Cryptocurrency token vs coins what is the difference?
Cryptocurrency coins and tokens are digital assets that work with blockchain technology. This means that transactions in both are recorded in an electronic and distributed ledger and verified by computers around the world. This puts them in contrast to stocks or real estate.
You can buy and sell both cryptocurrency coins and tokens online through a cryptocurrency exchange and store them in cryptocurrency wallets. Despite the similarities, coins and tokens are fundamentally different.
Coins are cryptocurrencies that are contained in a blockchain and are critical to its functioning. Cryptocurrency tokens are enabled by smart contracts that operate on an existing blockchain platform and can be traded like cryptocurrency coins.
In most cases, coins and tokens work the same way, and some cryptocurrency users may not know they are using one or the other. However, this fundamental difference affects the transaction costs and technical processes of the currency. Read on for a deeper look at cryptocurrency tokens and coins so you know the key differences.
What is the difference between cryptocurrency tokens and coins?
Cryptocurrency tokens and cryptocurrency coins sound like similar terms, but they are theoretically not the same thing. One is based on the existing blockchain to function, and the other is part of the blockchain in question.
How cryptocurrency coins and tokens work
Cryptocurrency coins operate on their own independent network. To get a new cryptocurrency network up and running, developers need to create a new blockchain and provide the infrastructure to run it.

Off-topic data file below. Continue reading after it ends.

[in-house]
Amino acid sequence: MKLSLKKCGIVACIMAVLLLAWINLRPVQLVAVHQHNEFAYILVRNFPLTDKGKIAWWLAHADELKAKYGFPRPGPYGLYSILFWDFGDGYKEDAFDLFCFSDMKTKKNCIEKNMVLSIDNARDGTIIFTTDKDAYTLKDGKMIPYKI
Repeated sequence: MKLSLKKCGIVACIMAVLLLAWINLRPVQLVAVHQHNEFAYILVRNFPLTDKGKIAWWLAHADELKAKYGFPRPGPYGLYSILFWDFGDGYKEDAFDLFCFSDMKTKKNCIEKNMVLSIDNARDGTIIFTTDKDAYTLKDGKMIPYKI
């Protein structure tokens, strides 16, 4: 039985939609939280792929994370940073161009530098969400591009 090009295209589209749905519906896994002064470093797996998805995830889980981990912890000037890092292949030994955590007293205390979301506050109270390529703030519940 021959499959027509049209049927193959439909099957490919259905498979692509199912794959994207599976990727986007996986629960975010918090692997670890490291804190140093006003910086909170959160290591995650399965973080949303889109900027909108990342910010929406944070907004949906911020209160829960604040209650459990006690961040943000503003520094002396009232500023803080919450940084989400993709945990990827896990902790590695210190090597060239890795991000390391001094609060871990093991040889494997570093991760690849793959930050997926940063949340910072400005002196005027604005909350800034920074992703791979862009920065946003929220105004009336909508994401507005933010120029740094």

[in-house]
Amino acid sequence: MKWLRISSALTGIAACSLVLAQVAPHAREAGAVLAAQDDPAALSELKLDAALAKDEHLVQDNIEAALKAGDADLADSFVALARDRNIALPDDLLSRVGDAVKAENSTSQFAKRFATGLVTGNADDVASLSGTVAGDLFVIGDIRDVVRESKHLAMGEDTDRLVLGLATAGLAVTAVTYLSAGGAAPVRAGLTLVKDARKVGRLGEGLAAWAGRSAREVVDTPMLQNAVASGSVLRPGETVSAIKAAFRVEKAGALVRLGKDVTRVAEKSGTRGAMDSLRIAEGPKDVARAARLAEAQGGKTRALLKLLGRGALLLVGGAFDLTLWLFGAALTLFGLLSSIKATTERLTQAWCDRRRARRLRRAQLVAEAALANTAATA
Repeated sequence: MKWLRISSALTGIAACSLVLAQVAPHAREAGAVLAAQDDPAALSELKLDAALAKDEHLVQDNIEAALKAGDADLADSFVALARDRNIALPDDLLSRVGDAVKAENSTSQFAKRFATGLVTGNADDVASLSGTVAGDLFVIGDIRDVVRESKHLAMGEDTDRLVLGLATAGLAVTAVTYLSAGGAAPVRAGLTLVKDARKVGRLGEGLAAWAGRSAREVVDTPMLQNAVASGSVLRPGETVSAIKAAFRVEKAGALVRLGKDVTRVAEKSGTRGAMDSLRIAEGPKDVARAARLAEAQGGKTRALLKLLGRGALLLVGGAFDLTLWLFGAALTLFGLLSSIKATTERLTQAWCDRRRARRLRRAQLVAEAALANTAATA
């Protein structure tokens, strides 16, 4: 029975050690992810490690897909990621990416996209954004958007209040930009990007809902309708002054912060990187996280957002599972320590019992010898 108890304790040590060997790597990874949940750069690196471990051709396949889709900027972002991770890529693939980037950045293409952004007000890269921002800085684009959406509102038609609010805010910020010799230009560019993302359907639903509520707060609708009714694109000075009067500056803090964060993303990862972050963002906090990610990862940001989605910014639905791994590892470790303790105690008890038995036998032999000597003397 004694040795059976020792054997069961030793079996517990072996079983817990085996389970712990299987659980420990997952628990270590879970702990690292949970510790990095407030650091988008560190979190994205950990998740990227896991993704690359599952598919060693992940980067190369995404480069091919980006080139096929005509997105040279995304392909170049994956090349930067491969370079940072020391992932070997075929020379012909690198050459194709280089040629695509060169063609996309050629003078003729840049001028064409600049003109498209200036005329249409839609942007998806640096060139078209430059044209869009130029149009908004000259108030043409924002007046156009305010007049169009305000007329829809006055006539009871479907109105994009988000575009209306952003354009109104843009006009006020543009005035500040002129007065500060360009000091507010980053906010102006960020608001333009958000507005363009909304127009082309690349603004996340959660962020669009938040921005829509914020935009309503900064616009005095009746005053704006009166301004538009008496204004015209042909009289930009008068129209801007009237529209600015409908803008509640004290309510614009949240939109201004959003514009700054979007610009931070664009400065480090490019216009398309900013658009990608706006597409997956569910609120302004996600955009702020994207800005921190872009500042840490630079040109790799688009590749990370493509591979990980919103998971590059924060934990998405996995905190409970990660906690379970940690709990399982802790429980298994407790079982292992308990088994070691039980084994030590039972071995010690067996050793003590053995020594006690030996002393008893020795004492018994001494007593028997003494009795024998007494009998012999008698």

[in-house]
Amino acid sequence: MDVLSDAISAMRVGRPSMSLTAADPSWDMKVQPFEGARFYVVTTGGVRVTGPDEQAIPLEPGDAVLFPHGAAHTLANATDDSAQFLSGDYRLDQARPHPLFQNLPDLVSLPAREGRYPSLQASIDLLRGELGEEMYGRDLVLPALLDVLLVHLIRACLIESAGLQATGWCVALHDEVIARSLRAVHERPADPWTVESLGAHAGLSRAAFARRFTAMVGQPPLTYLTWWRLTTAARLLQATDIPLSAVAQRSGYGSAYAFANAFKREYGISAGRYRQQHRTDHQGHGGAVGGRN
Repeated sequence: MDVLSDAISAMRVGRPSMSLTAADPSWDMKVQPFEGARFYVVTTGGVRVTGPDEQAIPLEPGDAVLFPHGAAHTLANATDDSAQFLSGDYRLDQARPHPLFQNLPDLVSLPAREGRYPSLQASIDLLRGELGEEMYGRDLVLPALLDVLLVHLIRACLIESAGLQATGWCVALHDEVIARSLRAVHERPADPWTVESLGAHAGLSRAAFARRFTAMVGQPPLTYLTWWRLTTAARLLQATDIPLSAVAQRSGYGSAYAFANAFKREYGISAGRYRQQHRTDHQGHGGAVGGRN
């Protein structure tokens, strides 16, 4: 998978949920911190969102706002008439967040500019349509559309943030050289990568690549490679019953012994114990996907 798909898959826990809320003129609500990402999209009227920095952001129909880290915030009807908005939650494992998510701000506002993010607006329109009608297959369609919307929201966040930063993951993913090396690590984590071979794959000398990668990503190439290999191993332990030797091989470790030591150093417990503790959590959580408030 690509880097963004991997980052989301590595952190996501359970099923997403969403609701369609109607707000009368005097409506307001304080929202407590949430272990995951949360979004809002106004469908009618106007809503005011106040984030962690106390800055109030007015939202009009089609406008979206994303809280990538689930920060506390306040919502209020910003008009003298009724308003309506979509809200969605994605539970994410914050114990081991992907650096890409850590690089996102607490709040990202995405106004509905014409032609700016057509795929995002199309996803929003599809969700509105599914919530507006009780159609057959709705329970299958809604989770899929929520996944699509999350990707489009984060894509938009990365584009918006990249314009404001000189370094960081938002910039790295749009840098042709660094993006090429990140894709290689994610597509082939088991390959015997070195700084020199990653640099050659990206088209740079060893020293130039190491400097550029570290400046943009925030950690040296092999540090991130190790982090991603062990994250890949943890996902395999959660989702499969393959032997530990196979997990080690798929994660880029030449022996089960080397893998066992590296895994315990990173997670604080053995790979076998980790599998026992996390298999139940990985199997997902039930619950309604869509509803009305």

As long as that blockchain remains online, so does the corresponding cryptocurrency coin. While the value of the coin remains highly speculative, the coin itself should last indefinitely as long as the blockchain has users and miners or validators to keep the system running.
Cryptocurrency tokens rely on a different network to function as a platform. This means that cryptocurrency tokens could not exist without the underlying infrastructure provided by the blockchain and associated cryptocurrency.
Think of it like this. You pay for a new house with money or a mortgage, but the deed is what gives you ownership of the house. The token is a contract that would not exist without the underlying monetary system. So in this case, the money would be the coin and the certificate would be a token.
Traditionally, cryptocurrency coins such as bitcoin and ether have been used to exchange or invest as assets. The Ethereum blockchain enabled smart contracts, clearing the way for tokenization.
Tokens are useful for many purposes, including stablecoins, gaming, initial coin offerings (ICOs), and creating new tradable assets. Stablecoins are cryptocurrency tokens that always follow the value of a specific fiat (government) currency like the U.S. dollar.
Pay for cryptocurrency coin and token transactions
Coin, token, and non-fungible token (NFT) transactions require cryptocurrency coins.
If you want to send someone cryptocurrency from your wallet or make a transfer between two wallets or your own accounts, you will most likely have to pay network fees, sometimes called gas.
Network fees are paid with the primary coin on the blockchain. For example, if you want to send Ether (the name of the Ethereum coin) to a friend, you need to set aside some Ether to pay for the transaction. Gas fees are typically charged as a small fraction of ether, called gwei.